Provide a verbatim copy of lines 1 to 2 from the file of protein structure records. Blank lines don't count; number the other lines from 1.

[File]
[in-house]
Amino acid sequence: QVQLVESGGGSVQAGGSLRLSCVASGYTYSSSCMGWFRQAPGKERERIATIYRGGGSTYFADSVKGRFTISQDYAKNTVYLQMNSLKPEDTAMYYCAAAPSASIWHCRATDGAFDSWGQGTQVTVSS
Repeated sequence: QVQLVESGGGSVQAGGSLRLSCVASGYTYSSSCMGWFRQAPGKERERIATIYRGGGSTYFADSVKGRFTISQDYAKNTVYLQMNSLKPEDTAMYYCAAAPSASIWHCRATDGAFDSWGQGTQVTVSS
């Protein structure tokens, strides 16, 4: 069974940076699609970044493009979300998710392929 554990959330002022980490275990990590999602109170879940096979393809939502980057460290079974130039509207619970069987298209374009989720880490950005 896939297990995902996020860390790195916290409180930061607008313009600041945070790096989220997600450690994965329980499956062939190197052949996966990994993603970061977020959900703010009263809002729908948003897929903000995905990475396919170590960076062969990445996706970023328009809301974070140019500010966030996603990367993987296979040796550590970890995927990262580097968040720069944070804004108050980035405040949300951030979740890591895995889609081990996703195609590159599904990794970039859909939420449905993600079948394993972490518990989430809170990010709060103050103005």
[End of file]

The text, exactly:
[in-house]
Amino acid sequence: QVQLVESGGGSVQAGGSLRLSCVASGYTYSSSCMGWFRQAPGKERERIATIYRGGGSTYFADSVKGRFTISQDYAKNTVYLQMNSLKPEDTAMYYCAAAPSASIWHCRATDGAFDSWGQGTQVTVSS